Sunday, November 01, 2009

AP Economics: 2 November 2009


Current Events:

Responding to a Freedom of Information Act request, Obama has released a partial list of visitors: George Soros
is on the list. Soros advocates the entry of China into the New World Order.

Today's lesson plan and HW is available on the blog:


The Shanawiki page ( has updated class information.

LibraryThing has bibliographic resources.

I moved the "Blog Archive" to the top right on the blog page so it should be easier to find the daily lesson, HW, and other class material.

Chapter 4 Market Efficiency, Market Failure, and Government Intervention

Take reliable notes on the PowerPoint presentation for Ch. 4.

Chapter Outline

Chapter 4 Market Efficiency, Market Failure, and Government Intervention

Markets are efficient mechanisms for allocating resources. However, in the real world, markets can “fail” as a result of departures from the idealized competitive market structure. This chapter assesses the efficiency of markets in terms of maximizing consumer and producer surplus, and explains the circumstances under which market failures can occur. Government intervention in markets in the forms of price floors, price ceilings, and taxes is also examined.

Efficient Market Requirements
Accurate Information Is Widely Available
Property Rights Are Protected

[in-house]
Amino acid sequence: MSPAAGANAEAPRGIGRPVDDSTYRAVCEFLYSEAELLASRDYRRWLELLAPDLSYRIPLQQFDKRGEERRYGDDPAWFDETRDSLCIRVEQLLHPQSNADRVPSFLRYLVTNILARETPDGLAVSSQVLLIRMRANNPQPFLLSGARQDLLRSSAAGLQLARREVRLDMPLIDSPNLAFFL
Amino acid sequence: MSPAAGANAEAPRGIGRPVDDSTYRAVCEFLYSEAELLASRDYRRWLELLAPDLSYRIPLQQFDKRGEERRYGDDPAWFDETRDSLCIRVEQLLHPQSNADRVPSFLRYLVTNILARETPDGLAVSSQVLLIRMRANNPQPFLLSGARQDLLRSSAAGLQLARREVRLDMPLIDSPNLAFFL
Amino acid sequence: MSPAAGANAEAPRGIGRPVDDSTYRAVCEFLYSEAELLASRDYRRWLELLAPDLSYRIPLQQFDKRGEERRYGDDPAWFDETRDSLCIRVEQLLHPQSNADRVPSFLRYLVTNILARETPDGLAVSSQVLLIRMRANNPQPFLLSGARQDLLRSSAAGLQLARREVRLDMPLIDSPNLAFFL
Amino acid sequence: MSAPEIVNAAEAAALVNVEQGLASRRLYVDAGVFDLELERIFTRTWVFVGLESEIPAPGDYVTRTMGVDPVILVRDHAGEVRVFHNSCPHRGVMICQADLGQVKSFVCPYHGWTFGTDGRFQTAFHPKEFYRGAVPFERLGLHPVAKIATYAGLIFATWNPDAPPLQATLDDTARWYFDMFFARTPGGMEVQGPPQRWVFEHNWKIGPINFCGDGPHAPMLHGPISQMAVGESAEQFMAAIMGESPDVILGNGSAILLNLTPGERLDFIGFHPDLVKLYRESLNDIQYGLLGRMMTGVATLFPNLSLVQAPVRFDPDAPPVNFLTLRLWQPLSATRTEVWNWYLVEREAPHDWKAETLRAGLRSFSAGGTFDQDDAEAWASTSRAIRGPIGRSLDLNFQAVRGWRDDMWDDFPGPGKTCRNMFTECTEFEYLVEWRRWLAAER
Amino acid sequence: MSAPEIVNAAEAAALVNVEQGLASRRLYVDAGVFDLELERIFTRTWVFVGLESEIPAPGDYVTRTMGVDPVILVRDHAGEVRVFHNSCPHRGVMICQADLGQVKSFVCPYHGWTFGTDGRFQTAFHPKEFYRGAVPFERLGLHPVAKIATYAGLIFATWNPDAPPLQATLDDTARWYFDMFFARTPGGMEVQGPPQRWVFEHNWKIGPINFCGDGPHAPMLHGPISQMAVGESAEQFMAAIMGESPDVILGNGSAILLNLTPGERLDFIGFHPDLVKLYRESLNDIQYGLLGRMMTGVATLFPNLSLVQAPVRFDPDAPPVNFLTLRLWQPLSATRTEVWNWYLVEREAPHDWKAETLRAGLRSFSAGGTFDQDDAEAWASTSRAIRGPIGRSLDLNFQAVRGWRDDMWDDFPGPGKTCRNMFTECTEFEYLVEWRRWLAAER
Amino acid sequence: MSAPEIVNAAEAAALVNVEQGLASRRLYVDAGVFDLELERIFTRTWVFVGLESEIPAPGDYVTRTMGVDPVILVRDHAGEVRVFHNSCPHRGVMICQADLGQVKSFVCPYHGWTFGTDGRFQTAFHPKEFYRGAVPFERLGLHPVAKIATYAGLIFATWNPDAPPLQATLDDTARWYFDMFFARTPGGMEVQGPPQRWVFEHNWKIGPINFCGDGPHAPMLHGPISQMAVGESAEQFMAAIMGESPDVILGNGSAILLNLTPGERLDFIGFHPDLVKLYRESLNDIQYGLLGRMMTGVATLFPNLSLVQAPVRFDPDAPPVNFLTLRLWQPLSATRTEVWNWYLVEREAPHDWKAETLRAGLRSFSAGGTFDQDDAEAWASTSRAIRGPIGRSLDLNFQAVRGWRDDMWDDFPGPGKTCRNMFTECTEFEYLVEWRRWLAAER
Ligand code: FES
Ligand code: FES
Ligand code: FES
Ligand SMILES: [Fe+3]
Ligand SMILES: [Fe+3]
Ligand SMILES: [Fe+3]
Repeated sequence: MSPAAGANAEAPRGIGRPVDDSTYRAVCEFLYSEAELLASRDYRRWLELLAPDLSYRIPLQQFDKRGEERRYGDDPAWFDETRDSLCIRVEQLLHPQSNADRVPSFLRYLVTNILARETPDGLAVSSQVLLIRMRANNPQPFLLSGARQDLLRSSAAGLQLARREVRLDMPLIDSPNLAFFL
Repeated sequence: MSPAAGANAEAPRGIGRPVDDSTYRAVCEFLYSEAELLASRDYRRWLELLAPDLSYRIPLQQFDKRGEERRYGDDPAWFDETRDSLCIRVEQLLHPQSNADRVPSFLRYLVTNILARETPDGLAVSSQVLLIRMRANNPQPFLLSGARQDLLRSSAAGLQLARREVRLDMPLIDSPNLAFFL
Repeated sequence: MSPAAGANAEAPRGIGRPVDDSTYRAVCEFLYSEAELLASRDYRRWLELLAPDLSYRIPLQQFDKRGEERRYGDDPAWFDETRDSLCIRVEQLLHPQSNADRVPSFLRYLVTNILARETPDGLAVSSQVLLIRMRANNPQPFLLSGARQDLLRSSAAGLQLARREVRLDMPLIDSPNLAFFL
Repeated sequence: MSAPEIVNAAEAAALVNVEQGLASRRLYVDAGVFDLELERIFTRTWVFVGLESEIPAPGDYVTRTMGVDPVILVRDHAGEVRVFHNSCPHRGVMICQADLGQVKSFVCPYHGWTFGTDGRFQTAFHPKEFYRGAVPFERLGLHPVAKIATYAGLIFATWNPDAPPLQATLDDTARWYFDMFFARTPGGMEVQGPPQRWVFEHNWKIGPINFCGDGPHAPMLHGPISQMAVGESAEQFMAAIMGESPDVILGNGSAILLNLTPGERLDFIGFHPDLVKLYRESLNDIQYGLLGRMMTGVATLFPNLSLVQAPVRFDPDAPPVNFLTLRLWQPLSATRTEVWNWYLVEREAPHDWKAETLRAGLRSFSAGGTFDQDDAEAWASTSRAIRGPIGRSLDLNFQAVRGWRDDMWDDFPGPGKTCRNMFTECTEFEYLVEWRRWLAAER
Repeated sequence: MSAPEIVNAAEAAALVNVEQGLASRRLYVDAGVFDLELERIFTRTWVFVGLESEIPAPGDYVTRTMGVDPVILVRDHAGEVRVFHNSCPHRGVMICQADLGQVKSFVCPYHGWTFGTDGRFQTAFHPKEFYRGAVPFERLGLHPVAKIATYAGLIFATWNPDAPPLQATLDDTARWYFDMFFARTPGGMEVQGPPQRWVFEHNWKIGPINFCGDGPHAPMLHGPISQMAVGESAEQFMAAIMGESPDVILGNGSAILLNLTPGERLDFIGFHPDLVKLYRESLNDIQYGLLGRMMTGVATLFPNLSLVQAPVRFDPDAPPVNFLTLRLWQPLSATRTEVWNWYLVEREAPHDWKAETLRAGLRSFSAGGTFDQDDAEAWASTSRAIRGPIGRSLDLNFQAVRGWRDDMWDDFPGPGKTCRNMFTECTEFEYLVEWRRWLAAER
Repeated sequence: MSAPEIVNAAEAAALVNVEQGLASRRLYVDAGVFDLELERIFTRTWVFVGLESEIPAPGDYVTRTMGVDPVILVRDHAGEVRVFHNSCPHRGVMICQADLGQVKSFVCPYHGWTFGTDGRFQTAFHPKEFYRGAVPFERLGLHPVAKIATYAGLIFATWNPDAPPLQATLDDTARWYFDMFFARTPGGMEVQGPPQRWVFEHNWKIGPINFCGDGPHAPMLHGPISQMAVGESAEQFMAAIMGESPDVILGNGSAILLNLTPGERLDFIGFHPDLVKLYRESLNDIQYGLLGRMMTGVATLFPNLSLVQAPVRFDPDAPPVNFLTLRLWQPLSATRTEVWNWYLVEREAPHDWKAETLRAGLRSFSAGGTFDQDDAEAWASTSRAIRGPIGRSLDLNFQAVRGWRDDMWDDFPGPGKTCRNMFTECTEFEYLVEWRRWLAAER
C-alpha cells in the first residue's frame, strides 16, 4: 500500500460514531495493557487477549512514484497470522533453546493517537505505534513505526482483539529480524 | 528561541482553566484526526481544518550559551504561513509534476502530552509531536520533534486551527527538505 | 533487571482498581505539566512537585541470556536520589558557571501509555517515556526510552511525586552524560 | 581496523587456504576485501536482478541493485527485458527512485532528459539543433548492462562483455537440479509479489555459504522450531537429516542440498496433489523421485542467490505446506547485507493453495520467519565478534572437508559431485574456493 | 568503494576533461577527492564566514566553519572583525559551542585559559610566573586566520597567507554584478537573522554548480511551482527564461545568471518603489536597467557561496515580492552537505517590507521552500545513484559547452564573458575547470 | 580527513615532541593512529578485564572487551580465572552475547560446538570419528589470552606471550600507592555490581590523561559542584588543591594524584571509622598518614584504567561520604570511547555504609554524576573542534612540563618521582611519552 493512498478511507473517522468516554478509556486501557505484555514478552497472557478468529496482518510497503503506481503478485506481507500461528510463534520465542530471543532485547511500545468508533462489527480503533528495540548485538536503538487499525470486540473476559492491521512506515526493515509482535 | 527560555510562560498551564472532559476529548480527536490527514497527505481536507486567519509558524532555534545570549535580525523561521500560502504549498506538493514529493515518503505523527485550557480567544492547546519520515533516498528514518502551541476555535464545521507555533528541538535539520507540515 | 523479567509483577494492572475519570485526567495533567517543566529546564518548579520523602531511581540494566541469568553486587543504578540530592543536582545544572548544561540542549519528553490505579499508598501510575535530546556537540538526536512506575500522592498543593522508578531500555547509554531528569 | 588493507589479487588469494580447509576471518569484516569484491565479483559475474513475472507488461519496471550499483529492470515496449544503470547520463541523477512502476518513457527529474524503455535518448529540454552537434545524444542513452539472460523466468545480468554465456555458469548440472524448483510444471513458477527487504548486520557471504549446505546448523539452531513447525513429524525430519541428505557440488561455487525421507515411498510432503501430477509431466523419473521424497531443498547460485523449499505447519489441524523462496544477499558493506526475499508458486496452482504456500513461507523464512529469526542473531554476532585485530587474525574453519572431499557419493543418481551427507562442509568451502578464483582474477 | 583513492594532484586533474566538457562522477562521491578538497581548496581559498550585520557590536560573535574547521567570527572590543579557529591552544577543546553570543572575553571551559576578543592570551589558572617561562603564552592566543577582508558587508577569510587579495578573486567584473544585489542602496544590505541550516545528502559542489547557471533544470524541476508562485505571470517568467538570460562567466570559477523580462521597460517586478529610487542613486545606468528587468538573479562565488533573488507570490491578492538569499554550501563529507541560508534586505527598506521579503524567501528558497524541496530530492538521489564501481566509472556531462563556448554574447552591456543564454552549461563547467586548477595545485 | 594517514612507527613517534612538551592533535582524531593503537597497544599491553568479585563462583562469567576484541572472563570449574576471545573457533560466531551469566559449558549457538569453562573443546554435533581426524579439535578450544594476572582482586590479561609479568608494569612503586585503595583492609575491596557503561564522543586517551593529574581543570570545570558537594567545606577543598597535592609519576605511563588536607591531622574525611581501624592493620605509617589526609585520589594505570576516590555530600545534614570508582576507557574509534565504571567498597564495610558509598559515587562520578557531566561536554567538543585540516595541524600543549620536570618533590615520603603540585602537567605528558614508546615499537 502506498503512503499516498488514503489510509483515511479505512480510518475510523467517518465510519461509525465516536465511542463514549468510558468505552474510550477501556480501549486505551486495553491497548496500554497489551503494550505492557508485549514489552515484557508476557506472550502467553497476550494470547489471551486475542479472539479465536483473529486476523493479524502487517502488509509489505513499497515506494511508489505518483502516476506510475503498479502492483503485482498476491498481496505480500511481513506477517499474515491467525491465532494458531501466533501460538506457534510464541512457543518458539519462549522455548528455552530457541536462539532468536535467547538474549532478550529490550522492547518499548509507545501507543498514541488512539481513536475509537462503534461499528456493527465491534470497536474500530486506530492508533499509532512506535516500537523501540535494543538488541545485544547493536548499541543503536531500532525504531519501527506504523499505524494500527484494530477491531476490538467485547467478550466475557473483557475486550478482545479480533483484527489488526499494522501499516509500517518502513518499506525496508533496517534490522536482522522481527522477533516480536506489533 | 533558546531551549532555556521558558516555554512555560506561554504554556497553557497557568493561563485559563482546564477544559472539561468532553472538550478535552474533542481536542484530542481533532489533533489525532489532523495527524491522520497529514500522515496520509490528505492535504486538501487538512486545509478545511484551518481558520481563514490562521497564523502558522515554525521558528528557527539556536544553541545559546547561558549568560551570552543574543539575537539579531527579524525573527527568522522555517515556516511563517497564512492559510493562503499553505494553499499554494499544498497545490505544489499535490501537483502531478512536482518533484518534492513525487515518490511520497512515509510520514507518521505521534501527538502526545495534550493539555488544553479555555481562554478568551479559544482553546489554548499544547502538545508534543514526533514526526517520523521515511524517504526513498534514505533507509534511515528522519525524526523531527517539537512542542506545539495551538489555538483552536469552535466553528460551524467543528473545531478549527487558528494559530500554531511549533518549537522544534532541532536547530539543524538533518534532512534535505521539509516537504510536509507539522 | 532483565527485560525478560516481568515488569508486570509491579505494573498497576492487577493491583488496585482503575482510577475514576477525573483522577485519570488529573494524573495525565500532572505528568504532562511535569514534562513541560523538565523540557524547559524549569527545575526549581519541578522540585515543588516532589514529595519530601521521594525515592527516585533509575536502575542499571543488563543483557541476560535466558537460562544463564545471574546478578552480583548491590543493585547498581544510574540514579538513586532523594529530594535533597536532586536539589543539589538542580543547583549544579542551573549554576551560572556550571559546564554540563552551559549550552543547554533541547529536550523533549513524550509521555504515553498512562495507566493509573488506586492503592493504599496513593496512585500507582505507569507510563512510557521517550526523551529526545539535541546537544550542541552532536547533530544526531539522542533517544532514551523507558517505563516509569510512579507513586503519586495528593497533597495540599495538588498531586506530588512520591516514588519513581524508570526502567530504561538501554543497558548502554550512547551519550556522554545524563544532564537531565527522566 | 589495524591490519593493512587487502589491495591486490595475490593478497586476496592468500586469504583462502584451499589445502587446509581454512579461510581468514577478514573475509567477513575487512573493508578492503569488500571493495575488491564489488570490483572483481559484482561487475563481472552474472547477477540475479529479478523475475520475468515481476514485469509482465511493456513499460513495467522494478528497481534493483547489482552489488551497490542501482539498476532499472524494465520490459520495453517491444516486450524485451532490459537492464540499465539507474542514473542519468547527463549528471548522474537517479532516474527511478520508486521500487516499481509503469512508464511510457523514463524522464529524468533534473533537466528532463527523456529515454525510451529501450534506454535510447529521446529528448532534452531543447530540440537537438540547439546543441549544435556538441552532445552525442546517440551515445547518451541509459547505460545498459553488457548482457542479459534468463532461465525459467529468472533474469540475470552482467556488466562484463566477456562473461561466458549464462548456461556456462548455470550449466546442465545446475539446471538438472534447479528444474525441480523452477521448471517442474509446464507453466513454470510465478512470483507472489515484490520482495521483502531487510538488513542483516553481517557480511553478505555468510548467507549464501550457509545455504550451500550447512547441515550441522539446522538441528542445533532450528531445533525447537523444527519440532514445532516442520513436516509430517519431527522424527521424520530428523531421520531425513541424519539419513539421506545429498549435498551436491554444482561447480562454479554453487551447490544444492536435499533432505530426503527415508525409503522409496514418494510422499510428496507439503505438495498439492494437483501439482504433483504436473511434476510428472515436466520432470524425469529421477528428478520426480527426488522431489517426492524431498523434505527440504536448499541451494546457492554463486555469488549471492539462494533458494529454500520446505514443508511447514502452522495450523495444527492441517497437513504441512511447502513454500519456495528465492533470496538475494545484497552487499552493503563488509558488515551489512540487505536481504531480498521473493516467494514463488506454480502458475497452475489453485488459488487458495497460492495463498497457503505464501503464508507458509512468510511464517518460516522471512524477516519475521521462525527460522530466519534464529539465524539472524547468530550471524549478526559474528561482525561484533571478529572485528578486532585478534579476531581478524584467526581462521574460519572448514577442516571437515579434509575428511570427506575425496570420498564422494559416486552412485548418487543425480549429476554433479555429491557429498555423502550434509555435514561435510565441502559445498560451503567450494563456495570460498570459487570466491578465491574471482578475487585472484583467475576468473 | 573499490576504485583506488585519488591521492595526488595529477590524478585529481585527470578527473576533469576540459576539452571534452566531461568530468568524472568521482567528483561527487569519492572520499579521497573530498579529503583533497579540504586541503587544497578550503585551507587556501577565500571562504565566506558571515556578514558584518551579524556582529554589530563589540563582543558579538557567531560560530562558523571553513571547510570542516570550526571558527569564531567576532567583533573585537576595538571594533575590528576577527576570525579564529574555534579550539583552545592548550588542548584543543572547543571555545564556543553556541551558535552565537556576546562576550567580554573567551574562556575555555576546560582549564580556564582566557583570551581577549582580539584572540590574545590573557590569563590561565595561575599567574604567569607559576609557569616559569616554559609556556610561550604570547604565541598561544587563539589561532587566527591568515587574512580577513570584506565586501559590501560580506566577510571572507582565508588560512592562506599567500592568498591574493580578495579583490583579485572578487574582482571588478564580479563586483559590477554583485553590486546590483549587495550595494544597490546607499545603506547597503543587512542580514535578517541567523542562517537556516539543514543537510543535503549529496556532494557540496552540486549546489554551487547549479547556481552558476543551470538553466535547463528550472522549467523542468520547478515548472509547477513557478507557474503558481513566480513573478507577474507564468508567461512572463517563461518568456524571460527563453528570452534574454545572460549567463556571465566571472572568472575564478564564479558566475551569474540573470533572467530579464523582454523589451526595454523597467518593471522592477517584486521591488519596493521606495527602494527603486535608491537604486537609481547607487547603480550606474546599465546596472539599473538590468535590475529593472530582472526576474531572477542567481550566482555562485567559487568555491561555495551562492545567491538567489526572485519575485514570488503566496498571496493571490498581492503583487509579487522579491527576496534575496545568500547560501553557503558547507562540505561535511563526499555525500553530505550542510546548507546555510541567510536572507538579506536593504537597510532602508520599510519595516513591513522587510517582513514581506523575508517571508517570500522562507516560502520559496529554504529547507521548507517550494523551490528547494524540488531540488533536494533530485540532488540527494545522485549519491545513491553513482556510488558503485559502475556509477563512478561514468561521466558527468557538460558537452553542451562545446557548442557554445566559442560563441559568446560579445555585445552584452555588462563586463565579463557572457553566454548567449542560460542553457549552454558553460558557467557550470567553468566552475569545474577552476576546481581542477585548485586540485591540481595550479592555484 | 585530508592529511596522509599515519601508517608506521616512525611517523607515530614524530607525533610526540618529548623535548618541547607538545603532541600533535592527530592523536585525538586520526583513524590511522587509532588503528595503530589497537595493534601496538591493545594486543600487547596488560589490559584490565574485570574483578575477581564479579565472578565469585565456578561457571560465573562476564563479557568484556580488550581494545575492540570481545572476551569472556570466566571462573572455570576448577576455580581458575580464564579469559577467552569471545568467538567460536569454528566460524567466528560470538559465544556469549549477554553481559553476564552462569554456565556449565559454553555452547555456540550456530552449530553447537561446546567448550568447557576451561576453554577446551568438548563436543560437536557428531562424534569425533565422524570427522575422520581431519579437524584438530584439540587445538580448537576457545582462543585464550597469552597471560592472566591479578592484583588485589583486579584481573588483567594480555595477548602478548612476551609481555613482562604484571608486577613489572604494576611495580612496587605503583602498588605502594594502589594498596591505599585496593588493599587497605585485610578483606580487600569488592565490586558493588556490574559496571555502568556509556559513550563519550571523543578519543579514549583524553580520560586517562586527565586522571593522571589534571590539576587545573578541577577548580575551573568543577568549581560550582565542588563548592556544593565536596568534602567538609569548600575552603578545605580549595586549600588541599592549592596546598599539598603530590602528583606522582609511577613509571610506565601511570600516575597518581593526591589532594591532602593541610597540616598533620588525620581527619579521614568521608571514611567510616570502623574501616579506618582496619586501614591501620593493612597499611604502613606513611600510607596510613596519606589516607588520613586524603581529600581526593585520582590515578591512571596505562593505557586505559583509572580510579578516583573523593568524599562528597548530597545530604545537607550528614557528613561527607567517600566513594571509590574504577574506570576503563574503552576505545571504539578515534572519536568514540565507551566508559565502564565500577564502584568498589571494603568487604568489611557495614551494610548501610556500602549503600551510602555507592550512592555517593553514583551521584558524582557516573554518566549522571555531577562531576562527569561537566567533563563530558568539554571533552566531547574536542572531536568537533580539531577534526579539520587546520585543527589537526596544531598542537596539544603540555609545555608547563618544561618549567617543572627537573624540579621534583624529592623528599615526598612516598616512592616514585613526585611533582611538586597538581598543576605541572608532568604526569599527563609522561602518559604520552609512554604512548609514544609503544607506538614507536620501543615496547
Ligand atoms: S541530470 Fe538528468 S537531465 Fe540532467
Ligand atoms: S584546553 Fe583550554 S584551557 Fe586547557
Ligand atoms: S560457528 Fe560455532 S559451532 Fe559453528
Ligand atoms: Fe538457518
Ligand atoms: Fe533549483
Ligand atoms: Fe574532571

Contract Obligations Are Enforced
There Are No External Costs or Benefits
Competitive Markets Prevail

The Discipline of Markets
Consumer and Producer Surplus: A Tool for Measuring Economics Efficiency
Checkpoint: Markets and Efficiency

Market Failures
Accurate Information Is Not Widely Available: Asymmetric Information
Adverse Selection
Moral Hazard
Information Markets: The Wisdom of Crowds

Problems with Property Rights
Public Goods
Common Property Resources
Contract Enforcement Is Problematical
There Are Significant External Costs or Benefits: Externalities
Competitive Markets Do Not Prevail: Monopoly Power
Checkpoint: Market Failures

Government-Controlled Prices
Price Ceilings
Price Floors
Taxes and Deadweight Loss
Checkpoint: Government-Controlled Prices

Who Is Watching Your Money? Bank Regulation and Information Problems

Chapter Summary
Markets and Sufficiency
Market Failures
Government-Controlled Prices


1. Read: "Who Is Watching Your Money? Bank Regulation and Information Problems," pp. 103-105; and, answer the Follow-Up Questions:

How does a car insurance provider use pricing to deal with moral hazard? Can that same mechanism be used for deposit insurance?